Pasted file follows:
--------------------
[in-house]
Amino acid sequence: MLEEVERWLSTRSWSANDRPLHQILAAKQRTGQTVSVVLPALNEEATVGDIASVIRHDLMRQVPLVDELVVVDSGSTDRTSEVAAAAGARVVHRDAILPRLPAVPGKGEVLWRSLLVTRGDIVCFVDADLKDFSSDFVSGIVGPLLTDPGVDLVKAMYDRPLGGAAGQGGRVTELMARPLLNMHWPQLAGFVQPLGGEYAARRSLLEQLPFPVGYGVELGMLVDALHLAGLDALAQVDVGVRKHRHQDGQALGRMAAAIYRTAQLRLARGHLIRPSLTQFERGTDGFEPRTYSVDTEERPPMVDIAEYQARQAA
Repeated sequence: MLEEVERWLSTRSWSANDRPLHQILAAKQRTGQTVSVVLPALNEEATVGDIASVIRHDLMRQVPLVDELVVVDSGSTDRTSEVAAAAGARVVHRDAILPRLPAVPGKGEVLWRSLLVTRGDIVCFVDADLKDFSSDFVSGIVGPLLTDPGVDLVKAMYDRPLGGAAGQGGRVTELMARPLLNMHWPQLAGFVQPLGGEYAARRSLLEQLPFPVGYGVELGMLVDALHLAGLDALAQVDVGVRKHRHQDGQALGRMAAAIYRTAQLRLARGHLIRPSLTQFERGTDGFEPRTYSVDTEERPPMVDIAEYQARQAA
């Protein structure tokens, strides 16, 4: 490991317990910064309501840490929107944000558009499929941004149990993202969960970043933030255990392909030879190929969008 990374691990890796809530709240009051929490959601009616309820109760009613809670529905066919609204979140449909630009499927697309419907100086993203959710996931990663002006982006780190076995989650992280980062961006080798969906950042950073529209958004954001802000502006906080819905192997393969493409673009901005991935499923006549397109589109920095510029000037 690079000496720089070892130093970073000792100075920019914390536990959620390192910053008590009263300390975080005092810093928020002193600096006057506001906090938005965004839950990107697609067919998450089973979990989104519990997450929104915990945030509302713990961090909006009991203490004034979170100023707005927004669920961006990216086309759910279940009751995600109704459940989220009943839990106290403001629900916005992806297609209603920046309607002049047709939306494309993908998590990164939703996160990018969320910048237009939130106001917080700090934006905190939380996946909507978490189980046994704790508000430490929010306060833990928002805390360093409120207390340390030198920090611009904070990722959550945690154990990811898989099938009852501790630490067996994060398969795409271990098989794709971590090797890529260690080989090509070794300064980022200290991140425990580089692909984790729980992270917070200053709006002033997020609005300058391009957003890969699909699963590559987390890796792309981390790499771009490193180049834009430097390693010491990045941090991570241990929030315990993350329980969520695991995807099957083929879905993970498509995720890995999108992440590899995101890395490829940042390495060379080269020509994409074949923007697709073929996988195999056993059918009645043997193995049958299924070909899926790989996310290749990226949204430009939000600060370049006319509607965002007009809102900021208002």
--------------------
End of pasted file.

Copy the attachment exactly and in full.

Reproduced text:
[in-house]
Amino acid sequence: MLEEVERWLSTRSWSANDRPLHQILAAKQRTGQTVSVVLPALNEEATVGDIASVIRHDLMRQVPLVDELVVVDSGSTDRTSEVAAAAGARVVHRDAILPRLPAVPGKGEVLWRSLLVTRGDIVCFVDADLKDFSSDFVSGIVGPLLTDPGVDLVKAMYDRPLGGAAGQGGRVTELMARPLLNMHWPQLAGFVQPLGGEYAARRSLLEQLPFPVGYGVELGMLVDALHLAGLDALAQVDVGVRKHRHQDGQALGRMAAAIYRTAQLRLARGHLIRPSLTQFERGTDGFEPRTYSVDTEERPPMVDIAEYQARQAA
Repeated sequence: MLEEVERWLSTRSWSANDRPLHQILAAKQRTGQTVSVVLPALNEEATVGDIASVIRHDLMRQVPLVDELVVVDSGSTDRTSEVAAAAGARVVHRDAILPRLPAVPGKGEVLWRSLLVTRGDIVCFVDADLKDFSSDFVSGIVGPLLTDPGVDLVKAMYDRPLGGAAGQGGRVTELMARPLLNMHWPQLAGFVQPLGGEYAARRSLLEQLPFPVGYGVELGMLVDALHLAGLDALAQVDVGVRKHRHQDGQALGRMAAAIYRTAQLRLARGHLIRPSLTQFERGTDGFEPRTYSVDTEERPPMVDIAEYQARQAA
């Protein structure tokens, strides 16, 4: 490991317990910064309501840490929107944000558009499929941004149990993202969960970043933030255990392909030879190929969008 990374691990890796809530709240009051929490959601009616309820109760009613809670529905066919609204979140449909630009499927697309419907100086993203959710996931990663002006982006780190076995989650992280980062961006080798969906950042950073529209958004954001802000502006906080819905192997393969493409673009901005991935499923006549397109589109920095510029000037 690079000496720089070892130093970073000792100075920019914390536990959620390192910053008590009263300390975080005092810093928020002193600096006057506001906090938005965004839950990107697609067919998450089973979990989104519990997450929104915990945030509302713990961090909006009991203490004034979170100023707005927004669920961006990216086309759910279940009751995600109704459940989220009943839990106290403001629900916005992806297609209603920046309607002049047709939306494309993908998590990164939703996160990018969320910048237009939130106001917080700090934006905190939380996946909507978490189980046994704790508000430490929010306060833990928002805390360093409120207390340390030198920090611009904070990722959550945690154990990811898989099938009852501790630490067996994060398969795409271990098989794709971590090797890529260690080989090509070794300064980022200290991140425990580089692909984790729980992270917070200053709006002033997020609005300058391009957003890969699909699963590559987390890796792309981390790499771009490193180049834009430097390693010491990045941090991570241990929030315990993350329980969520695991995807099957083929879905993970498509995720890995999108992440590899995101890395490829940042390495060379080269020509994409074949923007697709073929996988195999056993059918009645043997193995049958299924070909899926790989996310290749990226949204430009939000600060370049006319509607965002007009809102900021208002």